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The video and the writing provide context and backstory for the feature film “Fantastic Beasts and Where to Find Them.”

Rowling, who first conceived the wizarding world in her enormously popular Harry Potter books, had introduced wizards and witches from other parts of Europe in the series, most notably in the Quidditch World Cup and Triwizard Tournament. However, this marks the first time we’ll learn the fascinating story of the history of magic in North America.

“Fantastic Beasts and Where to Find Them” is an all-new adventure returning us to the wizarding world created by J.K. Rowling. Oscar winner Eddie Redmayne (“The Theory of Everything”) stars in the central role of wizarding world magizoologist Newt Scamander, under the direction of David Yates.

“Fantastic Beasts and Where to Find Them” opens in 1926 as Newt Scamander has just completed a global excursion to find and document an extraordinary array of magical creatures. Arriving in New York for a brief stopover, he might have come and gone without incident…were it not for a No-Maj (American for Muggle) named Jacob, a misplaced magical case, and the escape of some of Newt’s fantastic beasts, which could spell trouble for both the wizarding and No-Maj worlds.

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“Fantastic Beasts and Where to Find Them” also stars Katherine Waterston, Dan Fogler, Alison Sudol, Ezra Miller, Samantha Morton, Jon Voight, Ron Perlman, Carmen Ejogo, Jenn Murray, Faith Wood-Blagrove, and Colin Farrell.

The film marks the screenwriting debut of J.K. Rowling, whose script was inspired by the Hogwarts textbook Fantastic Beasts and Where to Find Them, written by her character Newt Scamander.

The film reunites a number of people from the “Harry Potter” features, including producers David Heyman, J.K. Rowling, Steve Kloves and Lionel Wigram.

Opening across the Philippines on November 17, 2016, “Fantastic Beasts and Where to Find Them” is distributed worldwide by Warner Bros. Pictures, a Warner Bros. Entertainment Company.

Zack Snyder pits Batman against Superman in ‘Dawn of Justice’

Certified fanboy and acclaimed director Zack Snyder pits the Dark Knight against the Man of Steel in a Super Hero face-off for the ages, in Warner Bros. Pictures’ new epic, action-adventure, “Batman v Superman: Dawn of Justice.” The film stars Oscar winner Ben Affleck as Batman/Bruce Wayne and Henry Cavill as Superman/Clark Kent.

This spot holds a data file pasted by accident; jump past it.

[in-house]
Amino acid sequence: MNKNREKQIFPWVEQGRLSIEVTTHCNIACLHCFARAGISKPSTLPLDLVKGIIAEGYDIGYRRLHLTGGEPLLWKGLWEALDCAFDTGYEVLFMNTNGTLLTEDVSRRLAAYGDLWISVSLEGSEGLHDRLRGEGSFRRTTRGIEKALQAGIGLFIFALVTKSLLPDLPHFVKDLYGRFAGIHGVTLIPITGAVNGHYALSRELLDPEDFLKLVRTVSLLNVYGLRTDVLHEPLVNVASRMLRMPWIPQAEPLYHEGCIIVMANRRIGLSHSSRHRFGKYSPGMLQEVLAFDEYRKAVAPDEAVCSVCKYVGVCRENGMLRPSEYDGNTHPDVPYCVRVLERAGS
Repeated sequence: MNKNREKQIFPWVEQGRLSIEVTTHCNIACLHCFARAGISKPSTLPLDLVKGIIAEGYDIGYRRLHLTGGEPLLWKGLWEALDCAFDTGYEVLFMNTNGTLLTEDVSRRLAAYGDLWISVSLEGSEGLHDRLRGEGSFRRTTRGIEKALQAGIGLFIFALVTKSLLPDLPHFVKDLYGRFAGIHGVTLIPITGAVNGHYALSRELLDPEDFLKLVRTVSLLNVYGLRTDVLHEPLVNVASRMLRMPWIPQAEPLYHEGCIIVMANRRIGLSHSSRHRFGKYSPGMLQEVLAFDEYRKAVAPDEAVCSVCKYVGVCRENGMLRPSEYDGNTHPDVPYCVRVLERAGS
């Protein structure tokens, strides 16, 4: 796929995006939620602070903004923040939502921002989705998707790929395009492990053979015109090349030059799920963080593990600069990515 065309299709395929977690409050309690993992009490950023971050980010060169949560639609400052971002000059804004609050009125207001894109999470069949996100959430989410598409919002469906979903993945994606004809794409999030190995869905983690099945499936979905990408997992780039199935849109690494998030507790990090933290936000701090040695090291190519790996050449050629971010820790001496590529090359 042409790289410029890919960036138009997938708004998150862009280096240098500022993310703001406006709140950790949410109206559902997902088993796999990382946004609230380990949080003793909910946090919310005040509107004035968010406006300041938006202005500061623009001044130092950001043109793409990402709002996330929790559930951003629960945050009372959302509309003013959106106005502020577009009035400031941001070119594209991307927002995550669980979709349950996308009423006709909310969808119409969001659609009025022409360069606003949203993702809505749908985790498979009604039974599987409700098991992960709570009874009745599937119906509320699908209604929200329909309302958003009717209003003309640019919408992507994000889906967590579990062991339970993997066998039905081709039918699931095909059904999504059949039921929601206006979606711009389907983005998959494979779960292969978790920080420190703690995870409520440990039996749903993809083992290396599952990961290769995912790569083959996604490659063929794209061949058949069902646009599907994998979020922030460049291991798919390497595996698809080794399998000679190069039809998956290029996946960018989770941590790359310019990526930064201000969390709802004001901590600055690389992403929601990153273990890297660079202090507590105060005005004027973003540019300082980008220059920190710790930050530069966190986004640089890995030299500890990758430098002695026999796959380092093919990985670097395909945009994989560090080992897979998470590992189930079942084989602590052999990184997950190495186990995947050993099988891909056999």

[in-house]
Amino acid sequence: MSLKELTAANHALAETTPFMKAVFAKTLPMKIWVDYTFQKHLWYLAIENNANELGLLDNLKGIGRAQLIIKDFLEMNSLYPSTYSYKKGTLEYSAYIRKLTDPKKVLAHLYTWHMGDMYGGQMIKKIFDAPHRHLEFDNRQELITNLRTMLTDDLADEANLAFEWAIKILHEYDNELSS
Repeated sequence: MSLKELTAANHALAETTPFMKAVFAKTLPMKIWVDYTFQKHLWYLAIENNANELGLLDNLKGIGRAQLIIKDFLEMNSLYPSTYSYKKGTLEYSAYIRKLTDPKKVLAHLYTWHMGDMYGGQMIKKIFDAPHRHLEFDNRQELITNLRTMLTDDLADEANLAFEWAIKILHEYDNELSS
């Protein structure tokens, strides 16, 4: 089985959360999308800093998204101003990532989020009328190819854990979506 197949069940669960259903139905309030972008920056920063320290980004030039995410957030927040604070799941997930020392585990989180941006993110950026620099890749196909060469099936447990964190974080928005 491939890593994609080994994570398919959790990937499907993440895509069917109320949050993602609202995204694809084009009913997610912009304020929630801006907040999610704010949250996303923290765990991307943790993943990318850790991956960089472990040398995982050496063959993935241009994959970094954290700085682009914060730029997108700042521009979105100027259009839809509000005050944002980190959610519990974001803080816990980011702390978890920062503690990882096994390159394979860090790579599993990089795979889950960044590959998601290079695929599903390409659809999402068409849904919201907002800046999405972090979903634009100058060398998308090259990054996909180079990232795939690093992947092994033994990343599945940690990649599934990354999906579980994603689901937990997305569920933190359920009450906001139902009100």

To Snyder, Batman versus Superman is the Holy Grail of Super Hero showdowns. But to do it justice means orchestrating the collision of not just these seminal characters but the worlds and mythologies that come with them into one sprawling cinematic universe.

The film’s official synopsis reads:

Fearing the actions of a god-like Super Hero left unchecked, Gotham City’s own formidable, forceful vigilante takes on Metropolis’s most revered, modern-day savior, while the world wrestles with what sort of hero it really needs. And with Batman and Superman at war with one another, a new threat quickly arises, putting mankind in greater danger than it’s ever known before.

The epic story he’s telling with this film emerged as a provocative idea while he and producers Charles Roven and Deborah Snyder were brainstorming during production on 2013’s “Man of Steel.” “We were talking about what could be Superman’s challenge for the next movie,” the director recalls. “[In Man of Steel], a giant spaceship comes from space and tries to terraform the Earth. How do you raise the emotional stakes higher than the destruction of the planet? At one point I asked, ‘Well, what if Batman was the bad guy?’ And once you say that out loud, there’s no going back.”

Once the prospect was out there, however, the gauntlet was thrown. “As the audience, you think, ‘How the hell are they going to fight?’” Snyder laughs. “And I agree! They can’t fight. But if you can line up the Super Hero chess moves just right, clearly you can figure it out. That’s the fun part – figuring out not only how but why they fight.”

In Snyder’s view, their monumental clash is “an easy fire to stoke.” In contrast to Batman’s 20 years hunting down the worst of Gotham’s worst, Superman, he details, “has a much more straightforward view of right and wrong. He can take the moral high ground because he hasn’t gone through the process of losing his innocence, as Batman has. He still believes in the system, and, as you can imagine, doesn’t look kindly on someone he believes is acting as judge, jury and executioner in a vigilante position.”

Batman’s rough style of justice has divided the public and alienated him from the Gotham Police Department. But underneath the armor, he’s still a human being. Unlike Superman. “We know Superman as this amazingly benevolent and kind individual, but you can see how his powers would be pretty scary for someone like Batman,” Snyder offers. “The potential for abuse would be staggering. Human rights violations could go on big time and no one could stop him.”

Opening across the Philippines in 3D, 2D, and IMAX 3D theaters on Black Saturday, March 26, 2016, “Batman v Superman: Dawn of Justice” is distributed worldwide by Warner Bros. Pictures, a Warner Bros. Entertainment Company.